Now we can write
J =
n
X
i=1
y
i
X
i
.
Then taking g(X
i
, ·) of () , we find that
¨y
i
+
n
X
j=2
R( ˙γ, X
j
, ˙γ, X
i
)y
j
= 0.
Then the claims of the theorem follow from the standard existence and
uniqueness of solutions of differential equations.
In particular, for the orthogonality part, we know that
J
(0) and
J
dt
(0)
being perpendicular to
˙γ
is equivalent to
y
1
(0) =
˙y
1
(0) = 0, and then
Jacobi’s equation gives
¨y
1
(t) = 0.
(ii) This follows from uniqueness.
Our discussion of Jacobi fields so far has been rather theoretical. Now that
we have an explicit equation for the Jacobi field, we can actually produce some
of them. We will look at the case where we have constant sectional curvature.
Example.
Suppose the sectional curvature is constantly
K R
, for
dim M
3.
We wlog |˙γ| = 1. We let J along γ be a Jacobi field, normal to ˙γ.
Then for any vector field T along γ, we have
hR( ˙γ, J) ˙γ, T i = K(g( ˙γ, ˙γ)g(J, T ) g( ˙γ, J)g( ˙γ, T )) = Kg(J, T ).
Since this is true for all T , we know
R( ˙γ, J) ˙γ = KJ.
Then the Jacobi equation becomes
2
dt
2
J + KJ = 0.
So we can immediately write down a collection of solutions
J(t) =
sin(t
K)
K
X
i
(t) K > 0
tX
i
(t) K = 0
sinh(t
K)
K
X
i
(t) K < 0
.
for i = 2, ··· , n, and this has initial conditions
J(0) = 0,
J
dt
(0) = e
i
.
Note that these Jacobi fields vanishes at 0.
We can now deliver our promise, proving that Jacobi fields are precisely the
variations of geodesics.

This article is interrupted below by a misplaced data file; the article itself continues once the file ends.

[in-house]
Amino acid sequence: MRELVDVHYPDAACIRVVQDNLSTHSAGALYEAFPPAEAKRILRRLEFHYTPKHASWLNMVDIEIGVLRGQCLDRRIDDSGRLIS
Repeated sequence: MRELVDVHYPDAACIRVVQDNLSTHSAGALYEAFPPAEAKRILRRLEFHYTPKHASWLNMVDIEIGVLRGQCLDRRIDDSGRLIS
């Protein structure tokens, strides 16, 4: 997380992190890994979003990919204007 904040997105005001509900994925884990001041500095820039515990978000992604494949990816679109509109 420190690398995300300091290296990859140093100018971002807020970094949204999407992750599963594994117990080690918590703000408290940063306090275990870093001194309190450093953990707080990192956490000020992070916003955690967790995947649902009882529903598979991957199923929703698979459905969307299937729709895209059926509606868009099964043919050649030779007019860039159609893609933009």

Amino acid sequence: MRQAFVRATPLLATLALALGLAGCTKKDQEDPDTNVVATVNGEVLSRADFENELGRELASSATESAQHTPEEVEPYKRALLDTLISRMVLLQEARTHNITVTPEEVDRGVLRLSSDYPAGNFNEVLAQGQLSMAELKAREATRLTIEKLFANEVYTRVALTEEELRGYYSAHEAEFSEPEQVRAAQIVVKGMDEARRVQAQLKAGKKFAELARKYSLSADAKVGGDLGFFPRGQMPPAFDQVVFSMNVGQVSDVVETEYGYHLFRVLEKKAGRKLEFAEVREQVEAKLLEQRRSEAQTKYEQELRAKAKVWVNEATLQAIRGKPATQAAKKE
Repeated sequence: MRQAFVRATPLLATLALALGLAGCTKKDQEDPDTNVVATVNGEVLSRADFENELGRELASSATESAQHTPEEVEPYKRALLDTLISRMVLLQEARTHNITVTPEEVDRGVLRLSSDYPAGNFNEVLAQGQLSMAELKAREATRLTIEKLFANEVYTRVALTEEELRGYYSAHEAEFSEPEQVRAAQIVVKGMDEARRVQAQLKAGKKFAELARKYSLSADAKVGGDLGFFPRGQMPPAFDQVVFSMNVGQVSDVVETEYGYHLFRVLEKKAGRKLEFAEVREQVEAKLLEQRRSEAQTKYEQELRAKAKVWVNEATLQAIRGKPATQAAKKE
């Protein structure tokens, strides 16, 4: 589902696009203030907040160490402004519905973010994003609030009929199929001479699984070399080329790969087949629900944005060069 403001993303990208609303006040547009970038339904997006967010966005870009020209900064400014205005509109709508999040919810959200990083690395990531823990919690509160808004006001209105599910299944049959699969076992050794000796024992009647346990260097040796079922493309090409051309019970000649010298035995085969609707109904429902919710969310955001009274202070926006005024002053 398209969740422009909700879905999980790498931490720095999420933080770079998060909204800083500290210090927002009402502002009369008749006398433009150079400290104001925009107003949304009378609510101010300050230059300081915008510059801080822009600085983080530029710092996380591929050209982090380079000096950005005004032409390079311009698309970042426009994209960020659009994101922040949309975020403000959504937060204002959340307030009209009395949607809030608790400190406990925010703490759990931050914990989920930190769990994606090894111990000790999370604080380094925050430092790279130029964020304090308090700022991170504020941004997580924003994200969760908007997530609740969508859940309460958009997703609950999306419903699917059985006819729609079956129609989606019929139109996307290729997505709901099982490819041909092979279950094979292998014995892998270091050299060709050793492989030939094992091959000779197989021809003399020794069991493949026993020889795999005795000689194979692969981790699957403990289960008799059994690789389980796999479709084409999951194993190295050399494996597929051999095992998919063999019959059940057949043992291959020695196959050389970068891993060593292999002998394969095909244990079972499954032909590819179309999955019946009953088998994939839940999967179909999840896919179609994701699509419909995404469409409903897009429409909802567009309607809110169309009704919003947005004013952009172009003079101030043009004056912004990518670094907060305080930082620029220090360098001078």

Proposition.
Let
γ
: [
a, b
]
M
be a geodesic, and
f
(
t, s
) a variation of
γ(t) = f(t, 0) such that f (t, s) = γ
s
(t) is a geodesic for all |s| small. Then
J(t) =
f
s
is a Jacobi field along ˙γ.
Conversely, every Jacobi field along
γ
can be obtained this way for an
appropriate function f.
Proof.
The first part is just the exact computation as we had at the beginning of
the section, but for the benefit of the reader, we will reproduce the proof again.
2
J
dt
=
t
t
f
s
=
t
s
f
t
=
s
t
f
t
R(
t
,
s
) ˙γ
s
.
We notice that the first term vanishes, because
t
f
t
= 0 by definition of geodesic.
So we find
2
J
dt
= R( ˙γ, J) ˙γ,
which is the Jacobi equation.
The converse requires a bit more work. We will write
J
0
(0) for the covariant
derivative of
J
along
γ
. Given a Jacobi field
J
along a geodesic
γ
(
t
) for
t
[0
, L
],
we let ˜γ be another geodesic such that
˜γ(0) = γ(0),
˙
˜γ(0) = J(0).
We take parallel vector fields X
0
, X
1
along ˜γ such that
X
0
(0) = ˙γ(0), X
1
(0) = J
0
(0).
We put X(s) = X
0
(s) + sX
1
(s). We put
f(t, s) = exp
˜γ(s)
(tX(s)).
In local coordinates, for each fixed s, we find
f(t, s) = ˜γ(s) + tX(s) + O(t
2
)
as t 0. Then we define
γ
s
(t) = f(t, s)
whenever this makes sense. This depends smoothly on
s
, and the previous
arguments say we get a Jacobi field
ˆ
J(t) =
f
s
(t, 0)
We now want to check that
ˆ
J
=
J
. Then we are done. To do so, we have to
check the initial conditions. We have
ˆ
J(0) =
f
s
(0, 0) =
d˜γ
ds
(0) = J(0),
and also
ˆ
J
0
(0) =
dt
f
s
(0, 0) =
ds
f
t
(0, 0) =
X
ds
(0) = X
1
(0) = J
0
(0).
So we have
ˆ
J = J.
Corollary. Every Jacobi field J along a geodesic γ with J(0) = 0 is given by
J(t) = (d exp
p
)
t ˙γ(0)
(tJ
0
(0))
for all t [0, L].
This is just a reiteration of the fact that if we pull back to the geodesic local
coordinates, then the variation must look like this:
But this corollary is stronger, in the sense that it holds even if we get out of the
geodesic local coordinates (i.e. when exp
p
no longer gives a chart).
Proof.
Write
˙γ
(0) =
a
, and
J
0
(0) =
w
. By above, we can construct the variation
by
f(t, s) = exp
p
(t(a + sw)).
Then
(d exp
p
)
t(a+sw)
(tw) =
f
s
(t, s),
which is just an application of the chain rule. Putting
s
= 0 gives the result.
It can be shown that in the situation of the corollary, if
a w
, and
|a|
=
|w| = 1, then
|J(t)| = t
1
3!
K(σ)t
3
+ o(t
3
)
as t 0, where σ is the plane spanned by a and w.